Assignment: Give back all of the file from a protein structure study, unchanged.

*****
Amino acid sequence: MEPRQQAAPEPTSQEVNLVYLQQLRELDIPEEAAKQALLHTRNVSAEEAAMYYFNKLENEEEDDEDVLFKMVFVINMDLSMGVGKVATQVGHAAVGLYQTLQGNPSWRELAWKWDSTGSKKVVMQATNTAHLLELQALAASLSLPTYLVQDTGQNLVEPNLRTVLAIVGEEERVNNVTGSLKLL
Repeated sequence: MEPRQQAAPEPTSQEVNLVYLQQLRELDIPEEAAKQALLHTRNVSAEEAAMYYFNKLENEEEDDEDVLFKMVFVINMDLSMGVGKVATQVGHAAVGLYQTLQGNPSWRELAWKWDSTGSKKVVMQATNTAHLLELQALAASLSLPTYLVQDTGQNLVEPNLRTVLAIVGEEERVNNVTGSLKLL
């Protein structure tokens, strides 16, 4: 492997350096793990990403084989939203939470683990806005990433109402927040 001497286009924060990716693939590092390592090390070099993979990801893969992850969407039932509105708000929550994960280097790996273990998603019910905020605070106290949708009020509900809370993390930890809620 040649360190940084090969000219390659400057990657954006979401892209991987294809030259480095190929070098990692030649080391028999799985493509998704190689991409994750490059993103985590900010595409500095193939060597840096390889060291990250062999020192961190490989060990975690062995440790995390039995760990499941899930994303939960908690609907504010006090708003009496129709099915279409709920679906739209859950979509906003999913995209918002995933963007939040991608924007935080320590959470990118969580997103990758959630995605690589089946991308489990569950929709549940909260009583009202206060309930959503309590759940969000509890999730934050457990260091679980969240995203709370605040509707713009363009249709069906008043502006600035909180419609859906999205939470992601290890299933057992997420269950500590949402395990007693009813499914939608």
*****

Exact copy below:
Amino acid sequence: MEPRQQAAPEPTSQEVNLVYLQQLRELDIPEEAAKQALLHTRNVSAEEAAMYYFNKLENEEEDDEDVLFKMVFVINMDLSMGVGKVATQVGHAAVGLYQTLQGNPSWRELAWKWDSTGSKKVVMQATNTAHLLELQALAASLSLPTYLVQDTGQNLVEPNLRTVLAIVGEEERVNNVTGSLKLL
Repeated sequence: MEPRQQAAPEPTSQEVNLVYLQQLRELDIPEEAAKQALLHTRNVSAEEAAMYYFNKLENEEEDDEDVLFKMVFVINMDLSMGVGKVATQVGHAAVGLYQTLQGNPSWRELAWKWDSTGSKKVVMQATNTAHLLELQALAASLSLPTYLVQDTGQNLVEPNLRTVLAIVGEEERVNNVTGSLKLL
């Protein structure tokens, strides 16, 4: 492997350096793990990403084989939203939470683990806005990433109402927040 001497286009924060990716693939590092390592090390070099993979990801893969992850969407039932509105708000929550994960280097790996273990998603019910905020605070106290949708009020509900809370993390930890809620 040649360190940084090969000219390659400057990657954006979401892209991987294809030259480095190929070098990692030649080391028999799985493509998704190689991409994750490059993103985590900010595409500095193939060597840096390889060291990250062999020192961190490989060990975690062995440790995390039995760990499941899930994303939960908690609907504010006090708003009496129709099915279409709920679906739209859950979509906003999913995209918002995933963007939040991608924007935080320590959470990118969580997103990758959630995605690589089946991308489990569950929709549940909260009583009202206060309930959503309590759940969000509890999730934050457990260091679980969240995203709370605040509707713009363009249709069906008043502006600035909180419609859906999205939470992601290890299933057992997420269950500590949402395990007693009813499914939608």